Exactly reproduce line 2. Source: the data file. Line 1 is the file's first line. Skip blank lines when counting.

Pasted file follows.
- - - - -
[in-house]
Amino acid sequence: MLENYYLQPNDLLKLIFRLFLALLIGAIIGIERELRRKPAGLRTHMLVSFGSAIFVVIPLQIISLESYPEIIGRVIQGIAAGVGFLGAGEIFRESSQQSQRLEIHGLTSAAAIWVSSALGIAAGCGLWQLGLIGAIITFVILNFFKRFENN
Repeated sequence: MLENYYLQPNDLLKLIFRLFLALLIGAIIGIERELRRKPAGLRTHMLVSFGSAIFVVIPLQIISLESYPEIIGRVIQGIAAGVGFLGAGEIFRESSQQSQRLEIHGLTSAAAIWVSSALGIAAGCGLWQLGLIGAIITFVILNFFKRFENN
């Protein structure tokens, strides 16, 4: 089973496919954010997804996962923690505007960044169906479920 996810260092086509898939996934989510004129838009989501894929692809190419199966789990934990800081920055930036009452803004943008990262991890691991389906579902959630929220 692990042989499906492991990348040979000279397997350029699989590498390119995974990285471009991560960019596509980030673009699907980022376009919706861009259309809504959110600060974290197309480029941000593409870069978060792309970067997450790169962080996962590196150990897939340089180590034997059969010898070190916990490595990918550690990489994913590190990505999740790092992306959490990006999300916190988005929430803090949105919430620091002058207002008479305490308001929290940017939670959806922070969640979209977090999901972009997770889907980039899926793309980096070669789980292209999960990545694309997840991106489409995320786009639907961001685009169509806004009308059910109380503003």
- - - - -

Amino acid sequence: MLENYYLQPNDLLKLIFRLFLALLIGAIIGIERELRRKPAGLRTHMLVSFGSAIFVVIPLQIISLESYPEIIGRVIQGIAAGVGFLGAGEIFRESSQQSQRLEIHGLTSAAAIWVSSALGIAAGCGLWQLGLIGAIITFVILNFFKRFENN